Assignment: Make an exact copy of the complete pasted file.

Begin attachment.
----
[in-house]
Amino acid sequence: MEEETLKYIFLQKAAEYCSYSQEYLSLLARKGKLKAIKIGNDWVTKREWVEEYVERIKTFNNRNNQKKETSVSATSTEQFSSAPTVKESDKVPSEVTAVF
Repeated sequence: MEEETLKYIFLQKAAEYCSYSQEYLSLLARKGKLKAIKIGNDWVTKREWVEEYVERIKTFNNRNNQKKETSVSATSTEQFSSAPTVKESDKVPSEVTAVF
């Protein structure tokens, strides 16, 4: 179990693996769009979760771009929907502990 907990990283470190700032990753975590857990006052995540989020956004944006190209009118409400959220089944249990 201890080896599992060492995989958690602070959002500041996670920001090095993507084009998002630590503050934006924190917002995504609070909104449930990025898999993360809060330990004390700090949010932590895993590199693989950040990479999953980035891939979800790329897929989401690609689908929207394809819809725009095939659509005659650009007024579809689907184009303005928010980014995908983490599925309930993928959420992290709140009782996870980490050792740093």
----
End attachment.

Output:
[in-house]
Amino acid sequence: MEEETLKYIFLQKAAEYCSYSQEYLSLLARKGKLKAIKIGNDWVTKREWVEEYVERIKTFNNRNNQKKETSVSATSTEQFSSAPTVKESDKVPSEVTAVF
Repeated sequence: MEEETLKYIFLQKAAEYCSYSQEYLSLLARKGKLKAIKIGNDWVTKREWVEEYVERIKTFNNRNNQKKETSVSATSTEQFSSAPTVKESDKVPSEVTAVF
């Protein structure tokens, strides 16, 4: 179990693996769009979760771009929907502990 907990990283470190700032990753975590857990006052995540989020956004944006190209009118409400959220089944249990 201890080896599992060492995989958690602070959002500041996670920001090095993507084009998002630590503050934006924190917002995504609070909104449930990025898999993360809060330990004390700090949010932590895993590199693989950040990479999953980035891939979800790329897929989401690609689908929207394809819809725009095939659509005659650009007024579809689907184009303005928010980014995908983490599925309930993928959420992290709140009782996870980490050792740093």